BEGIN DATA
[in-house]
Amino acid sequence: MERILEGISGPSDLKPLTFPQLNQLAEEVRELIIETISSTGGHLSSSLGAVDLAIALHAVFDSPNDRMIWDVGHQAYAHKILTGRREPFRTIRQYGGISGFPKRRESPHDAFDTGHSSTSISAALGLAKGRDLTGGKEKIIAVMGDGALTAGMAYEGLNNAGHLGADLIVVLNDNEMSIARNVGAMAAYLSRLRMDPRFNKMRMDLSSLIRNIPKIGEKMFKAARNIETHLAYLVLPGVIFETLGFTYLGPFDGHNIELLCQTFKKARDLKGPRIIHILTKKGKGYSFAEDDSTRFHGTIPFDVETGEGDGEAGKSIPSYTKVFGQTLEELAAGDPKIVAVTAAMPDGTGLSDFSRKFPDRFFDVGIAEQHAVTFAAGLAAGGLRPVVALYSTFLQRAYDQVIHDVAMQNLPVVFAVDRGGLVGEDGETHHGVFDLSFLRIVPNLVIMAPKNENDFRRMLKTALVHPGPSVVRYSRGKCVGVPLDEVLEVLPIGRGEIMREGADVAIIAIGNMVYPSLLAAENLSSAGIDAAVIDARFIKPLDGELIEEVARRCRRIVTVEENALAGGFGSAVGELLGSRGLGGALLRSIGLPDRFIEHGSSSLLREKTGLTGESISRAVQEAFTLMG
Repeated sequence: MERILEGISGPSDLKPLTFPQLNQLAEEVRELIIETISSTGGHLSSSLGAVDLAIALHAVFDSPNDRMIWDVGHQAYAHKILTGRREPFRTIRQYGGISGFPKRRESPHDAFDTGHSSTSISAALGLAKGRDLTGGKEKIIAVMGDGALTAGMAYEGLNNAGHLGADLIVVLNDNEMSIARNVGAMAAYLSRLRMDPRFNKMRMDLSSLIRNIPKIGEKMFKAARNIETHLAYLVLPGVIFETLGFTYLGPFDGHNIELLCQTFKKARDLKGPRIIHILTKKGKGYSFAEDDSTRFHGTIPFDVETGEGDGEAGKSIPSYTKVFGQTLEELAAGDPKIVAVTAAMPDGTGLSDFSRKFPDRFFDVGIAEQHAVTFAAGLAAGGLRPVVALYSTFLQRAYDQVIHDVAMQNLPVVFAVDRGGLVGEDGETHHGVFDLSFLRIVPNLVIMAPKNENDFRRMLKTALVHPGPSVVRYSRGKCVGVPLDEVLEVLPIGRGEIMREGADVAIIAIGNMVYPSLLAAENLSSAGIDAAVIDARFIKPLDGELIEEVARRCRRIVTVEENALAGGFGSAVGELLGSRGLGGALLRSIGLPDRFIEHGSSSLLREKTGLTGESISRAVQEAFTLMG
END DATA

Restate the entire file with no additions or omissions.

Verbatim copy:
[in-house]
Amino acid sequence: MERILEGISGPSDLKPLTFPQLNQLAEEVRELIIETISSTGGHLSSSLGAVDLAIALHAVFDSPNDRMIWDVGHQAYAHKILTGRREPFRTIRQYGGISGFPKRRESPHDAFDTGHSSTSISAALGLAKGRDLTGGKEKIIAVMGDGALTAGMAYEGLNNAGHLGADLIVVLNDNEMSIARNVGAMAAYLSRLRMDPRFNKMRMDLSSLIRNIPKIGEKMFKAARNIETHLAYLVLPGVIFETLGFTYLGPFDGHNIELLCQTFKKARDLKGPRIIHILTKKGKGYSFAEDDSTRFHGTIPFDVETGEGDGEAGKSIPSYTKVFGQTLEELAAGDPKIVAVTAAMPDGTGLSDFSRKFPDRFFDVGIAEQHAVTFAAGLAAGGLRPVVALYSTFLQRAYDQVIHDVAMQNLPVVFAVDRGGLVGEDGETHHGVFDLSFLRIVPNLVIMAPKNENDFRRMLKTALVHPGPSVVRYSRGKCVGVPLDEVLEVLPIGRGEIMREGADVAIIAIGNMVYPSLLAAENLSSAGIDAAVIDARFIKPLDGELIEEVARRCRRIVTVEENALAGGFGSAVGELLGSRGLGGALLRSIGLPDRFIEHGSSSLLREKTGLTGESISRAVQEAFTLMG
Repeated sequence: MERILEGISGPSDLKPLTFPQLNQLAEEVRELIIETISSTGGHLSSSLGAVDLAIALHAVFDSPNDRMIWDVGHQAYAHKILTGRREPFRTIRQYGGISGFPKRRESPHDAFDTGHSSTSISAALGLAKGRDLTGGKEKIIAVMGDGALTAGMAYEGLNNAGHLGADLIVVLNDNEMSIARNVGAMAAYLSRLRMDPRFNKMRMDLSSLIRNIPKIGEKMFKAARNIETHLAYLVLPGVIFETLGFTYLGPFDGHNIELLCQTFKKARDLKGPRIIHILTKKGKGYSFAEDDSTRFHGTIPFDVETGEGDGEAGKSIPSYTKVFGQTLEELAAGDPKIVAVTAAMPDGTGLSDFSRKFPDRFFDVGIAEQHAVTFAAGLAAGGLRPVVALYSTFLQRAYDQVIHDVAMQNLPVVFAVDRGGLVGEDGETHHGVFDLSFLRIVPNLVIMAPKNENDFRRMLKTALVHPGPSVVRYSRGKCVGVPLDEVLEVLPIGRGEIMREGADVAIIAIGNMVYPSLLAAENLSSAGIDAAVIDARFIKPLDGELIEEVARRCRRIVTVEENALAGGFGSAVGELLGSRGLGGALLRSIGLPDRFIEHGSSSLLREKTGLTGESISRAVQEAFTLMG